> much difference between a home laptop and a work desktop I don't think. I
> find home internet connections to be less reliable due to cheap hardware
> which needs to be powered off and on and the wiring in some neighbourhoods
> have problems in rain, ice storms, and with vehicles hitting telephone
> poles. I would try and put as much of the software onto the laptops as
> possible for uptime reasons or have a place at the office to plug in when
> the home network is down.


We didn't plan on laptops. The owner's original plan was to provide the
users with workstations. My experience is that no matter how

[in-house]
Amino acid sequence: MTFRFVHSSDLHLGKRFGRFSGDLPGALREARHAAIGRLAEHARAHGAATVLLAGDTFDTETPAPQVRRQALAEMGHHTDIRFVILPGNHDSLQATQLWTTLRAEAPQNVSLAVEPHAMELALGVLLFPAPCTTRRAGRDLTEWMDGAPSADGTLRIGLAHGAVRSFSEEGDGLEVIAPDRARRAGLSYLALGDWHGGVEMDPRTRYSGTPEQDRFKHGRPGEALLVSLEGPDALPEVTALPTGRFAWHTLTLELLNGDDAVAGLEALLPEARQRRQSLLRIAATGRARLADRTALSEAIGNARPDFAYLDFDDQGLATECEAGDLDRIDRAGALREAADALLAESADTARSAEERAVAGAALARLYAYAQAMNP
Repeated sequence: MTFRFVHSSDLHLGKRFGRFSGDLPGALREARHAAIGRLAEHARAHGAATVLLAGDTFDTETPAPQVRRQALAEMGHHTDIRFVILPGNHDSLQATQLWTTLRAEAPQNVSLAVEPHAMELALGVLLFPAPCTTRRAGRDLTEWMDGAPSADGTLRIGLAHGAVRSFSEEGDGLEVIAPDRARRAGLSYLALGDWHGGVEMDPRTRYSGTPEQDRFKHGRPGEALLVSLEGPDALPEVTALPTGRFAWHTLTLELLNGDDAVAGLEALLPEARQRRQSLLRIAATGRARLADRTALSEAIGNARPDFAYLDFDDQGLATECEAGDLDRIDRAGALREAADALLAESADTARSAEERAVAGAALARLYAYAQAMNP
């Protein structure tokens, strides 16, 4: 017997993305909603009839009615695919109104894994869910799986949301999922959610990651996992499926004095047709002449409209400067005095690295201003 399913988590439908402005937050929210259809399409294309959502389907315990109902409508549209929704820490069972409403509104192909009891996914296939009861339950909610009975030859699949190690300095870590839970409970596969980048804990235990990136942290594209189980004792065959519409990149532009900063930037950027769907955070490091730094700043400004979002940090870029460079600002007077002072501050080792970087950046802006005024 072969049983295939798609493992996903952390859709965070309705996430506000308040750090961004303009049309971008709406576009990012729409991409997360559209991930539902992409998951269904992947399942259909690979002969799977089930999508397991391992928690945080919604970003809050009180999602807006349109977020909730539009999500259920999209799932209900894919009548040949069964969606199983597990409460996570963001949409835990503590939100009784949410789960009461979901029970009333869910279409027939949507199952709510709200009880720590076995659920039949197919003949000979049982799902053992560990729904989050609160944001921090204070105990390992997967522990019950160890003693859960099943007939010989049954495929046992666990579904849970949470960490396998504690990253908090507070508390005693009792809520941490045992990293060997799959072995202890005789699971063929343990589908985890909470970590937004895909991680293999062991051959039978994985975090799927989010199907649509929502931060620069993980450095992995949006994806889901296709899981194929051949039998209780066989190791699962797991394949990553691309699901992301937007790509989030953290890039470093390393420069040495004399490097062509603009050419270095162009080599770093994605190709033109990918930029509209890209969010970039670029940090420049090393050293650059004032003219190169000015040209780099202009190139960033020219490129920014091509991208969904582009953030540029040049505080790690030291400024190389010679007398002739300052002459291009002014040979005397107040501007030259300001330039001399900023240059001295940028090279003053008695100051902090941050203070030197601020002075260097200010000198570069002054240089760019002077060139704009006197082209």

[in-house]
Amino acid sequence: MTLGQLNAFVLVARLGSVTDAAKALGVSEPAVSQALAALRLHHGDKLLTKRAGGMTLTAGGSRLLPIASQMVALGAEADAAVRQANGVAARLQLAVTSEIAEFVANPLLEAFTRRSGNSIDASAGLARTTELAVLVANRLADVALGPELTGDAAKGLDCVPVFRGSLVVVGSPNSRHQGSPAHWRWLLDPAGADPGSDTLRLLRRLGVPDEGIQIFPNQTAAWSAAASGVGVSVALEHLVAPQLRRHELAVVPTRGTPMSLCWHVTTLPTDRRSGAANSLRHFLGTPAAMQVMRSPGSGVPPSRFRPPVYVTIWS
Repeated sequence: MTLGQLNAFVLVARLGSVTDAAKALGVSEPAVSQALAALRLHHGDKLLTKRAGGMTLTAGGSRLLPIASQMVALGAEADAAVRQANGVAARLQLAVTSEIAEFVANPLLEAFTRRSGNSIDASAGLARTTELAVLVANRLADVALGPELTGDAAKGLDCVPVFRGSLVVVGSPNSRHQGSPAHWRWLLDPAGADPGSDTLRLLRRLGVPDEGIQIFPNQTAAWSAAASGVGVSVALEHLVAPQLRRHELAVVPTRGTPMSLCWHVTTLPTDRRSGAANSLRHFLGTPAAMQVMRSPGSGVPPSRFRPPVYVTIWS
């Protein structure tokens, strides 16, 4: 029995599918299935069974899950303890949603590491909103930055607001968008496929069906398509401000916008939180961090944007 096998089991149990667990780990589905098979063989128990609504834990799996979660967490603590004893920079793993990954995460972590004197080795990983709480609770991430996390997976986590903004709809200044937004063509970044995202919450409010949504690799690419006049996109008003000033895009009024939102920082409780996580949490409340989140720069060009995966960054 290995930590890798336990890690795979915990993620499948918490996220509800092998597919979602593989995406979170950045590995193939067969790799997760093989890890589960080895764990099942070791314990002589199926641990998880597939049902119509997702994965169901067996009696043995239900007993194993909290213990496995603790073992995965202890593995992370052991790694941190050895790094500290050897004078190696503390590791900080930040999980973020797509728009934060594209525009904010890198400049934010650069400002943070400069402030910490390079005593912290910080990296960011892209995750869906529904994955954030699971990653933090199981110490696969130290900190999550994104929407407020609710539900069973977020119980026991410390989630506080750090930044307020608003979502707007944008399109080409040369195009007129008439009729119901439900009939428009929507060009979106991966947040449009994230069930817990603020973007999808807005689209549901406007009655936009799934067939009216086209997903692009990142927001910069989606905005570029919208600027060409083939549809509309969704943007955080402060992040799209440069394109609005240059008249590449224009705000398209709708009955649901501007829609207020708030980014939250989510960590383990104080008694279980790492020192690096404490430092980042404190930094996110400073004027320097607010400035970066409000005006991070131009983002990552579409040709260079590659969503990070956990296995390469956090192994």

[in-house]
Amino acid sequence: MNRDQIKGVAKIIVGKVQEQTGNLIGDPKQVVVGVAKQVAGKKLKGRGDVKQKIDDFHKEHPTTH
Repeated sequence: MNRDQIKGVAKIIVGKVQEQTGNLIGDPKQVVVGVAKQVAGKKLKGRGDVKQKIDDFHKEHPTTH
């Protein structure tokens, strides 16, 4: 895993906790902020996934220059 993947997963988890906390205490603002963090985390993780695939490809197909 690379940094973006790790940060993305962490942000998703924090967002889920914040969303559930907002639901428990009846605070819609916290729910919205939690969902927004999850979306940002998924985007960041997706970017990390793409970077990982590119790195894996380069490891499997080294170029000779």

emphatically you tell a user that this computer is for work only, it
just doesn't happen. Rather than bring laptops in, or make housecalls to
workstations, my plan is to have virtual PC's running at the office. The
user logs in using their own computer (and we don't care what it's got
on it, as long as it can run the appropriate client).

That means we don't get their viruses, spyware, or their junked up
favorites. It also means we don't have to worry about their kids
downloading the latest pirated music files, or hosing up the system we
provided them with. More than anything else, it means "repairing a
system" amounts to copying the image file back to the virtual host, and
starting it up.

All we have to worry about is whether or not they have an internet
connection (we're going to have that issue no matter what we do), and
whether or not they can run the client software.

All of our programs would be installed on the virtual PC they're running.